Fear and Loathing in Las Vegas

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Join the Cult: Cult Movies with Victor

Victor Angelo De Vasconcelos
Contributor


“We were somewhere around Barstow on the edge of the desert when the drugs began to take hold.” This opening line launches the viewer into the adventure of the journalist Raoul Duke (fake alias of Hunter S. Thompson) and his lawyer Dr. Gonzo. While their official purpose on this trip is to cover a motorcycle race in Las Vegas, it quickly degenerates into a drug trip through the city. The two of them stumble their way through the City of Sin while all sorts of psychedelics fuel their paranoid imaginations.

In a technical aspect, Fear and Loathing in Las Vegas is masterfully crafted. From the dutch angles that accentuate the constant paranoia, to the shifting, melting lights and colours that accompany different drugs as our protagonists take them. All techniques are used to make the viewer feel as if they too are on a trip along with Duke and Gonzo.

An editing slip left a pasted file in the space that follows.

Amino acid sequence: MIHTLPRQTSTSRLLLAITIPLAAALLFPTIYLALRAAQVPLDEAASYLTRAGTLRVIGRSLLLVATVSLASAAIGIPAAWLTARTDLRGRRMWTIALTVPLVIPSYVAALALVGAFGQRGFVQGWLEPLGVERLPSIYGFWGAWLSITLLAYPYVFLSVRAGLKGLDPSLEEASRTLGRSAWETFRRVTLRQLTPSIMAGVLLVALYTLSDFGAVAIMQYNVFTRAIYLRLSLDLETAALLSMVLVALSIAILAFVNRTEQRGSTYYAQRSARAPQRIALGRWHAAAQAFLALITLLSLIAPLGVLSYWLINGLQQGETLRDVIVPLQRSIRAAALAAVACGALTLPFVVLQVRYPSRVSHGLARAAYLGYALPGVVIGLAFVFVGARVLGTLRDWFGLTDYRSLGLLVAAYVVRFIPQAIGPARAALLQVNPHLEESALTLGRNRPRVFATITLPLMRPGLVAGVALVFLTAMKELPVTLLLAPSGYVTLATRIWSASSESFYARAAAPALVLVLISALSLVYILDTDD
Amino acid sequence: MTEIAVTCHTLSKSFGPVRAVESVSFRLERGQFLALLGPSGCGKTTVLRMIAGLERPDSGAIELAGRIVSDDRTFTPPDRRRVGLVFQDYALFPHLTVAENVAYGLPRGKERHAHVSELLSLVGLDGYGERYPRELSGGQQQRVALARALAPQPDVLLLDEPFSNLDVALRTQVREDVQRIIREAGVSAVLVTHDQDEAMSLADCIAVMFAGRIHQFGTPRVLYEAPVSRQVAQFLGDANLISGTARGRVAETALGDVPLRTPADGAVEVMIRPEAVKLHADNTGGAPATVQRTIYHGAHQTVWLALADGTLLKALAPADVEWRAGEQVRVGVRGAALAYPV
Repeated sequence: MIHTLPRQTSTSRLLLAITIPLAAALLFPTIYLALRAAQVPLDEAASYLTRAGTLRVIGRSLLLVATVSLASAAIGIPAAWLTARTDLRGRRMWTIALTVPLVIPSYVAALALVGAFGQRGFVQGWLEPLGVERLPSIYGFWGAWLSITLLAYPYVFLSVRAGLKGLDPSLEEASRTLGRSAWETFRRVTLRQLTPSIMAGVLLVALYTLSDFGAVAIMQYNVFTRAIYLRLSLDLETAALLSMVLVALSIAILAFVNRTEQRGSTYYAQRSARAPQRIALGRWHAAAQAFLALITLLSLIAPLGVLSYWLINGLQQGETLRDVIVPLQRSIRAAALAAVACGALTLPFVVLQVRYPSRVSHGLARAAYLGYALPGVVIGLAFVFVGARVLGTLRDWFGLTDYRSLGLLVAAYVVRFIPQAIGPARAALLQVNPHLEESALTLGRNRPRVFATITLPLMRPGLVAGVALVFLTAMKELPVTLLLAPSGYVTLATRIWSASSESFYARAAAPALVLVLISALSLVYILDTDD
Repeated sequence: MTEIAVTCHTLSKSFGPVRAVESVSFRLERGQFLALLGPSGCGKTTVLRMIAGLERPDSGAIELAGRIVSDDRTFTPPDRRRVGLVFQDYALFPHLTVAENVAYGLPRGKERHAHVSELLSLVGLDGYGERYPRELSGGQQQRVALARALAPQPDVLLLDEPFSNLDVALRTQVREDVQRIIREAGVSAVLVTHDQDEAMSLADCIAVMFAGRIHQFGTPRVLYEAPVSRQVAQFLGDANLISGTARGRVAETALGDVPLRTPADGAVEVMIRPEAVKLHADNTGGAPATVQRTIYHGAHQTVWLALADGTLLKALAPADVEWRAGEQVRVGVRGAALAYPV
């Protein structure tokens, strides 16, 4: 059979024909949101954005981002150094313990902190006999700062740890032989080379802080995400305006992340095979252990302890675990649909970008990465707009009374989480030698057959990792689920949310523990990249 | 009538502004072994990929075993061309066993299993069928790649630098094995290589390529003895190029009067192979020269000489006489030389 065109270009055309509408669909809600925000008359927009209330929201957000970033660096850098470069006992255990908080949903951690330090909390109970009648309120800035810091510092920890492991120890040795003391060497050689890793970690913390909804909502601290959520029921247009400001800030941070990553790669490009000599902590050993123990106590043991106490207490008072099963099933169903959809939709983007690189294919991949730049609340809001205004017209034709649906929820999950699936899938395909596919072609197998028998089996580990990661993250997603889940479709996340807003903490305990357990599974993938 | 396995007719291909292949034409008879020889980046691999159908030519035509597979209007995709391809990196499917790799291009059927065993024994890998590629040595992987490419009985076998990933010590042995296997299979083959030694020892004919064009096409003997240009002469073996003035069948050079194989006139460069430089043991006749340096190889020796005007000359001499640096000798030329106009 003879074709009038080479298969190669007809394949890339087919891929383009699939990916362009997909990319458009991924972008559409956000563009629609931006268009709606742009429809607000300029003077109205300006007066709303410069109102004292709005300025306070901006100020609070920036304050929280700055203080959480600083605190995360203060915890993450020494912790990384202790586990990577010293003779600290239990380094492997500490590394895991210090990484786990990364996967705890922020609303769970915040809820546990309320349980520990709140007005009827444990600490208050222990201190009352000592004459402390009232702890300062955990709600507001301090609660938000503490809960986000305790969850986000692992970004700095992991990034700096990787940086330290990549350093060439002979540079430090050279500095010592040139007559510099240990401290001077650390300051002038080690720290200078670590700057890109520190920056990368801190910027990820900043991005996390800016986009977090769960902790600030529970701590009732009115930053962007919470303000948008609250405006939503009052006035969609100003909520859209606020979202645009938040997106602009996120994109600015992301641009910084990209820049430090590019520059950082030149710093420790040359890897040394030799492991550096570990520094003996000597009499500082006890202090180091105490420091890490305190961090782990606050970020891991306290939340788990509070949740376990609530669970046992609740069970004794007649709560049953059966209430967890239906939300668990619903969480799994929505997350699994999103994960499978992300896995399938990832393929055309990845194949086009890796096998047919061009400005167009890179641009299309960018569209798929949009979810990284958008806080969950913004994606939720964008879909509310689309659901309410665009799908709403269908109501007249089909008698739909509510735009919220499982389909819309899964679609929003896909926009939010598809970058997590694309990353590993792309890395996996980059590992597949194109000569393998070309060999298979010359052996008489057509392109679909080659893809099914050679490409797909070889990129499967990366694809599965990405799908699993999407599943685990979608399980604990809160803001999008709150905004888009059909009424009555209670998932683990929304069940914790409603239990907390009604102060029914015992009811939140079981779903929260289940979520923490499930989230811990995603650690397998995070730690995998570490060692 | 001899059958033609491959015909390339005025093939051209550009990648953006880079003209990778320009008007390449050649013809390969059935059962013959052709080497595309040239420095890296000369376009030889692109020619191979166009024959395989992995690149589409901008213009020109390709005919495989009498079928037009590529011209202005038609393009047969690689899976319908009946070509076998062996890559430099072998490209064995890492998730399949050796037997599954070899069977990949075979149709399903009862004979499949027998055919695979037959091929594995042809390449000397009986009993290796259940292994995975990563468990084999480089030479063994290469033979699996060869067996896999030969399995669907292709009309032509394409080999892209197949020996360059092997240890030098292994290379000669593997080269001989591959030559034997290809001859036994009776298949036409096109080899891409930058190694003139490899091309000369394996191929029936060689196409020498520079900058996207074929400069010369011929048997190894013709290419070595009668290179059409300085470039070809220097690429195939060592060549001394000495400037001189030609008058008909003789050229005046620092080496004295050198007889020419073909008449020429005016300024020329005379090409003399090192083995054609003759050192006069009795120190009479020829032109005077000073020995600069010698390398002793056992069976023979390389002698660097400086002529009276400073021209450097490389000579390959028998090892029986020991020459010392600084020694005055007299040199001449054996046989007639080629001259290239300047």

Throughout all their misadventures, the real heart of the movie shines through Duke’s internal monologues. In all encounters, Duke has a way of analyzing people’s own depravities they refuse to embrace and exposing them to the viewer which entices you to continue watching this madman’s tale. Halfway through the movie, he has a moment of clarity that provides the perfect encapsulation of the 60s era and why it was doomed to fail. This monologue is a favorite of mine, for it is a perfect mix of nostalgia for an era now gone and how Duke accepts his lost of identity now that the movement was dead. I would recommend it for anyone who isn’t too bothered by either gross outs or unsettling subjects.

Originally Published in Bandersnatch Vol. 48 Issue 02 on September 26, 2018

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